This volume explores the nexus between nature, markets, deregulation and valuation, using theoretically sharp and empirically rich real-world case studies and analyses of actually existing policy from around the world and across a range of resources. In short, it answers the questions: does neoliberalizing nature work and what work does it do? More specifically, this volume provides answers to a series of urgent questions about the effects of neoliberal policies on environmental governance and quality. What are the implications of privatizing public water utilities in terms of equity in service provision, resource conservation and water quality? Do free trade agreements erode the sovereignty of nations and citizens to regulate environmental pollution, and is this power being transferred to corporations? What does the evidence show about the relationship between that marketization and privatization of nature and conservation objectives?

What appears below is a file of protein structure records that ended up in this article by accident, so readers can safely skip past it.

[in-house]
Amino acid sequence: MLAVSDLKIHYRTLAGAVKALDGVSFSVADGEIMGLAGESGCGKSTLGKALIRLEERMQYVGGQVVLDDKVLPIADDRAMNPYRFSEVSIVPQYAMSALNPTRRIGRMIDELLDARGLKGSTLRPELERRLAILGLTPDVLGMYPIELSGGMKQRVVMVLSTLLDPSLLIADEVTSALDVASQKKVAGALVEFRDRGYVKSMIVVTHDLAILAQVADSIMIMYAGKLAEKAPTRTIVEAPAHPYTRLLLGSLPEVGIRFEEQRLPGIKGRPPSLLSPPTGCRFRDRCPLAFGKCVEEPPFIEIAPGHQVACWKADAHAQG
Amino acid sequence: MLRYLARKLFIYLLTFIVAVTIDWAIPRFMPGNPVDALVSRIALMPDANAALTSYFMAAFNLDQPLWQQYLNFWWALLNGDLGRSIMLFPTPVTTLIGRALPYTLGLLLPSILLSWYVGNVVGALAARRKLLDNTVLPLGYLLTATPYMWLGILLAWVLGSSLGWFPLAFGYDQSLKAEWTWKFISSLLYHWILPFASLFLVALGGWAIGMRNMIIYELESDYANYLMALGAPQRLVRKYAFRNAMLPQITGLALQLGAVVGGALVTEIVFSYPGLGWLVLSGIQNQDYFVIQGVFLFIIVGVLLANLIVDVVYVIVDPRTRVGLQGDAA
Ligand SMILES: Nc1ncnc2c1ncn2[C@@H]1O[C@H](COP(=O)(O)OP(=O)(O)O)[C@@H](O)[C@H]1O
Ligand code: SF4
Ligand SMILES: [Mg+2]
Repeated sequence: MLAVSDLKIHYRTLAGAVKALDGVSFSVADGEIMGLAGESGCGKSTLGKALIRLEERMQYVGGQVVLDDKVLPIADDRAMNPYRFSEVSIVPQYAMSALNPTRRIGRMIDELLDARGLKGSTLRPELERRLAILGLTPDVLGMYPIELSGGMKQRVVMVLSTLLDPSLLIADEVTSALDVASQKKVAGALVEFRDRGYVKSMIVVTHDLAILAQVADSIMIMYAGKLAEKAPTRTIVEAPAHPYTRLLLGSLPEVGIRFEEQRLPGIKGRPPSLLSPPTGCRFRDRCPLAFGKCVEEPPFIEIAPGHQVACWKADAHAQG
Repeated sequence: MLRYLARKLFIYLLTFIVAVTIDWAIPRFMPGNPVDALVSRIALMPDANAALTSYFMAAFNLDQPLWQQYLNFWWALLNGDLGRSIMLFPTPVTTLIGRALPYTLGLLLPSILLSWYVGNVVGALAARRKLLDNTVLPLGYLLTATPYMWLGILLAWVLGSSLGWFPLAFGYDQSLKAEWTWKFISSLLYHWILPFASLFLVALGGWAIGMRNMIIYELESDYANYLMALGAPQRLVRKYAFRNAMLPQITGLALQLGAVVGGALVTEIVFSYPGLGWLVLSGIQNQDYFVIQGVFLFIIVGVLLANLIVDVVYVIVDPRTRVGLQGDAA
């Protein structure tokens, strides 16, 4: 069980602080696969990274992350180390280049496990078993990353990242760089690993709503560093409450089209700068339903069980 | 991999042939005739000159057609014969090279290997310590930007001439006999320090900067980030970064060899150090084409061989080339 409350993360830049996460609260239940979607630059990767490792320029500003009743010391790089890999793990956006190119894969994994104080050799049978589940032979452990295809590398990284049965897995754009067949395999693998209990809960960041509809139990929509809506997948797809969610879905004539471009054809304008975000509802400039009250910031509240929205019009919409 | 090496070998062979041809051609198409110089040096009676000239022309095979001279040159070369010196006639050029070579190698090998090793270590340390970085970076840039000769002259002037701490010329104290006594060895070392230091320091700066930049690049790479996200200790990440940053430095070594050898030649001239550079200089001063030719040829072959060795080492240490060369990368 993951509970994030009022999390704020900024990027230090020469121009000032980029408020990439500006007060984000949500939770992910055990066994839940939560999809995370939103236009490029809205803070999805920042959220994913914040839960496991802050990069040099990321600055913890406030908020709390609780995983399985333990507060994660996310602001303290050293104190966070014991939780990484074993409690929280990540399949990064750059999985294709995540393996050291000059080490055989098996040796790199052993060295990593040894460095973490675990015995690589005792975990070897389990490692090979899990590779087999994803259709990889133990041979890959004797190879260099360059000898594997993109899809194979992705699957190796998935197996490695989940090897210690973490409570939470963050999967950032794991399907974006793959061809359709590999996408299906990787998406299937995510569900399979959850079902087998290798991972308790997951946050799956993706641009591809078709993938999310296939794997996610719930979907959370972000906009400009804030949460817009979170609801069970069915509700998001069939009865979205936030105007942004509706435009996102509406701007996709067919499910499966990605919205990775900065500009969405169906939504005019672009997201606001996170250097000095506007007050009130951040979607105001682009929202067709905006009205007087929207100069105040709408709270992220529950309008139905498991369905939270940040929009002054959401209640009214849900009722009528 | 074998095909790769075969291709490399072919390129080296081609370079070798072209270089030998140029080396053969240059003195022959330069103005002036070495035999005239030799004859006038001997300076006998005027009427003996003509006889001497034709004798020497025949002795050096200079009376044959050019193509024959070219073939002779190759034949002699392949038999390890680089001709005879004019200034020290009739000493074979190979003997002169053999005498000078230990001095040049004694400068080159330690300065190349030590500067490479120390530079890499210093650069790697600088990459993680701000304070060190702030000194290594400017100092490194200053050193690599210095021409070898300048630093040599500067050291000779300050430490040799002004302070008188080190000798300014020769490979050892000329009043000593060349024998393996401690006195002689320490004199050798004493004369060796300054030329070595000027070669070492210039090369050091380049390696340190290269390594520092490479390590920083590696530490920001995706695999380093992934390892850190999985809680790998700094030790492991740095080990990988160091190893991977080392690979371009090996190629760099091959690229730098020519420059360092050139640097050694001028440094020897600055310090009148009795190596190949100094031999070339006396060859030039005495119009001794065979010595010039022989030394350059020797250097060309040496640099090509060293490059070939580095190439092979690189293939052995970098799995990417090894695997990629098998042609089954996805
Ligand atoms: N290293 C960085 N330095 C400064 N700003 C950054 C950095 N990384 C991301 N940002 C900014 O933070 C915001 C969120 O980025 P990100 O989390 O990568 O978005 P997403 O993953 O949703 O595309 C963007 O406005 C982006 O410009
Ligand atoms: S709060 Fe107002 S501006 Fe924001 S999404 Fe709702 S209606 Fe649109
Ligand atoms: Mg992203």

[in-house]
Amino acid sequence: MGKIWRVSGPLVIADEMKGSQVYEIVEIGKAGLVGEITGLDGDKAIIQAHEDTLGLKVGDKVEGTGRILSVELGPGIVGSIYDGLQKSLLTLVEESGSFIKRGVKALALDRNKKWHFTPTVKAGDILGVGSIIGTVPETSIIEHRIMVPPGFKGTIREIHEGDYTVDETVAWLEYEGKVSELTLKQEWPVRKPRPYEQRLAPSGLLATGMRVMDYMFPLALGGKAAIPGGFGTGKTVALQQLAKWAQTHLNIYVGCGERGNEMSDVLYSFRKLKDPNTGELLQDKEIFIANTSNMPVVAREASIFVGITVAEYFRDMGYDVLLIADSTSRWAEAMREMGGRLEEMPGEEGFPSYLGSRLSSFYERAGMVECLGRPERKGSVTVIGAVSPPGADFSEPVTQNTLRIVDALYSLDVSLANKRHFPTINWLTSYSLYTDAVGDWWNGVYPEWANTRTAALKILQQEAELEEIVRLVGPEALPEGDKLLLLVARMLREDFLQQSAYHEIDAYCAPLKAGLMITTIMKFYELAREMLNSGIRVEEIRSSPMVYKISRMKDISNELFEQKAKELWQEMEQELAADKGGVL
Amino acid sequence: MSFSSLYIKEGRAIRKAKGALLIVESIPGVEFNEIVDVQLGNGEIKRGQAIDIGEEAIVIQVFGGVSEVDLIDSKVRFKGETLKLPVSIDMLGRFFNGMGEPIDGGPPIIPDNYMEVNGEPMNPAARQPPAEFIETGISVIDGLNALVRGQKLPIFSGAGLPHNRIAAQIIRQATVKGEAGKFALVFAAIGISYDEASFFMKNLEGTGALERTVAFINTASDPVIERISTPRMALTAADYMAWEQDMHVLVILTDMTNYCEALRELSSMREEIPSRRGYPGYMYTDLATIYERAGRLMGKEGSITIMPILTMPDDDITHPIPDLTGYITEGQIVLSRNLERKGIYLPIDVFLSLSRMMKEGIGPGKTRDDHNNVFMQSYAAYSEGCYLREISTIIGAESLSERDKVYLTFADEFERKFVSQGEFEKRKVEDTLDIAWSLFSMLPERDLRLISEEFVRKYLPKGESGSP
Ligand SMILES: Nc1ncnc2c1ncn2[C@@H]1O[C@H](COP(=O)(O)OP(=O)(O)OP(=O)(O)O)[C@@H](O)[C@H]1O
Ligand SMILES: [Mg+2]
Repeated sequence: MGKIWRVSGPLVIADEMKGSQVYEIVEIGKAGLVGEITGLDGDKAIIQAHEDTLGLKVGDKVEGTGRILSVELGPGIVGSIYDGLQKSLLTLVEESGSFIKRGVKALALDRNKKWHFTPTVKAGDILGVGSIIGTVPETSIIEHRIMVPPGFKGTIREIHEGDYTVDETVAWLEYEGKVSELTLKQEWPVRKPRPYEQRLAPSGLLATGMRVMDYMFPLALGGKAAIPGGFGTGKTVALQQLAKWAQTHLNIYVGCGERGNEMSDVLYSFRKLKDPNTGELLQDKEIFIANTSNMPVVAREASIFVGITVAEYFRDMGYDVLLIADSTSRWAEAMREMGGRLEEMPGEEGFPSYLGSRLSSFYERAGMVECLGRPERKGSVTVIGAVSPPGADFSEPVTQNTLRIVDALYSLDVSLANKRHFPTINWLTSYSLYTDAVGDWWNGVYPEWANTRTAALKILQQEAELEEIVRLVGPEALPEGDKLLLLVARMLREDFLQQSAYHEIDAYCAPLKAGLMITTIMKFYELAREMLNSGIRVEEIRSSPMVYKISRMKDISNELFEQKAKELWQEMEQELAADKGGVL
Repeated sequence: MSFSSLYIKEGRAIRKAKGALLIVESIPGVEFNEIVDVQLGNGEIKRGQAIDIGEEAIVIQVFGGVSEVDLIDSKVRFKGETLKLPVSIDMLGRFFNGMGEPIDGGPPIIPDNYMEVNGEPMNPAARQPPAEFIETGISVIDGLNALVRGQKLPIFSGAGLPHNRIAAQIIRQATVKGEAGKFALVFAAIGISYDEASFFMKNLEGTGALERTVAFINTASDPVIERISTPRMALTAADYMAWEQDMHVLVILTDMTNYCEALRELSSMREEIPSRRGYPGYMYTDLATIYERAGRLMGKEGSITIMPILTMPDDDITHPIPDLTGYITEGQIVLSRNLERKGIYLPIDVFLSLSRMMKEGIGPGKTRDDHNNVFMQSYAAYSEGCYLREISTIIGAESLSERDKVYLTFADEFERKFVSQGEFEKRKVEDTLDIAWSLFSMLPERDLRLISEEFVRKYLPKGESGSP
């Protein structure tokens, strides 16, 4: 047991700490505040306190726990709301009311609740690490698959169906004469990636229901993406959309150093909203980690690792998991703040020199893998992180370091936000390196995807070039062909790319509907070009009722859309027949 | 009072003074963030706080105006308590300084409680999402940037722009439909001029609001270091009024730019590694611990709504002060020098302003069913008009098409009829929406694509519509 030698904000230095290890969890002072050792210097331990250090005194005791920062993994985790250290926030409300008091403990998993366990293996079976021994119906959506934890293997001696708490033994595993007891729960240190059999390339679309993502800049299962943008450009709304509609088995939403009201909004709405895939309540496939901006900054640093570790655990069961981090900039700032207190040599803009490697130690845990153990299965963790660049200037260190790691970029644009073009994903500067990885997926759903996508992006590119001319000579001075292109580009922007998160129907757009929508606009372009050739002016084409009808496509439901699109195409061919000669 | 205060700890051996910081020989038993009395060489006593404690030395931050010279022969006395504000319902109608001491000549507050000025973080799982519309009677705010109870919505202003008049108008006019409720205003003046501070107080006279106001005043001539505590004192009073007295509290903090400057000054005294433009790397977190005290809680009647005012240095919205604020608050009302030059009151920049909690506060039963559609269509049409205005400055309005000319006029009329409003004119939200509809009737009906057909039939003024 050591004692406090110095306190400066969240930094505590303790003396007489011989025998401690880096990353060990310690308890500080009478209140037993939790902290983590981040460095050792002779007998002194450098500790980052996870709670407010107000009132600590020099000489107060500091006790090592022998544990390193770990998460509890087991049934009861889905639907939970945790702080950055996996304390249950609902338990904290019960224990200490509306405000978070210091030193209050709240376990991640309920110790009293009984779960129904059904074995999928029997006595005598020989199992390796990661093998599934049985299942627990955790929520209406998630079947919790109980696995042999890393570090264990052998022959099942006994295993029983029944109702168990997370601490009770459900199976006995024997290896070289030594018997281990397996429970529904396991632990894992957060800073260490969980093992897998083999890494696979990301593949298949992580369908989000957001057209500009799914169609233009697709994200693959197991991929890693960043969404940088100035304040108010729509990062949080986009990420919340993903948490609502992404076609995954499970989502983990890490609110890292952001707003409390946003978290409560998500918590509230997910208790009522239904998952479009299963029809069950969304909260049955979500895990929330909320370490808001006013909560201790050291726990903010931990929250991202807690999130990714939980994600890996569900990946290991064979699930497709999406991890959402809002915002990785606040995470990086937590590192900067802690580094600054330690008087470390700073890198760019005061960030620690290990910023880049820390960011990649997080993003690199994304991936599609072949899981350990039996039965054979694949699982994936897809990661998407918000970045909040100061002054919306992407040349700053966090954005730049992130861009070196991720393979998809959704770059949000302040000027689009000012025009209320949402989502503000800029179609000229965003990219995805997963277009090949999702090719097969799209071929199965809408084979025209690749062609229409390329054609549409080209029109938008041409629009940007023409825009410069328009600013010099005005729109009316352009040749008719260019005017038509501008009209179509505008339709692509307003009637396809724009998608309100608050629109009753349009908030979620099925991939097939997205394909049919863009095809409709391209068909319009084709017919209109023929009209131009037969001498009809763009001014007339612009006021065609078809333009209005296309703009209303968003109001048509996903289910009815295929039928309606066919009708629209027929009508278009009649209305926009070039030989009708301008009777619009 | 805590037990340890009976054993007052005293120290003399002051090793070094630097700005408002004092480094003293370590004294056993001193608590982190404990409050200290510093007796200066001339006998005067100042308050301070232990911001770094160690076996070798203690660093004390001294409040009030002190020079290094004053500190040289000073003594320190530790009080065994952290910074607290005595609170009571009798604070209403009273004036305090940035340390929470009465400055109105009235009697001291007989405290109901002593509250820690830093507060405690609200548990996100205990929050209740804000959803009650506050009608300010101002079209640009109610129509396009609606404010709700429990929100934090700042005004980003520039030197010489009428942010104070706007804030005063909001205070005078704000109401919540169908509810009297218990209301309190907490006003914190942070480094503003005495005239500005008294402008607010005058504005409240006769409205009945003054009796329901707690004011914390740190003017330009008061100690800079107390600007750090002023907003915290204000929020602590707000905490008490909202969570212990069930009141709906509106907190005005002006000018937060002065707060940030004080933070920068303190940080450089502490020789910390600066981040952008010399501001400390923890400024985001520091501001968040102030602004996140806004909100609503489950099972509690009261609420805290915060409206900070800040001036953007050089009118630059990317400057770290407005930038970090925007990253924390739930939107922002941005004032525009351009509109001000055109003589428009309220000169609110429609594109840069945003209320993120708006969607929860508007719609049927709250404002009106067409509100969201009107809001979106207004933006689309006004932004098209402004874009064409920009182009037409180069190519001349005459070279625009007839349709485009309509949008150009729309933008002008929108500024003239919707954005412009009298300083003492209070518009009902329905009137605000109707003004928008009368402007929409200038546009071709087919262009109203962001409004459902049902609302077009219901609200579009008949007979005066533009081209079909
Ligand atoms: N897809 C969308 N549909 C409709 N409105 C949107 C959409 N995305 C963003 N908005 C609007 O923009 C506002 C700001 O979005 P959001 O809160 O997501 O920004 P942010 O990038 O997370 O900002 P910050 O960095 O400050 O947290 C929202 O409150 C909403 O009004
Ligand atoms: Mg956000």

Neoliberal Environments productively engages with all of these questions and more. At the same time, the diverse case studies collectively and decisively challenge the orthodoxies of neoliberal reforms, documenting that the results of such reforms have fallen far short of their ambitions.
Nik Heynen is Assistant Professor of Geography at the University of Georgia.
James McCarthy is Associate Professor of Geography at Penn State University.
Scott Prudham is Associate Professor in the Department of Geography and the Centre for Environment at the University of Toronto.
Paul Robbins is Professor of Geography at the University of Arizona.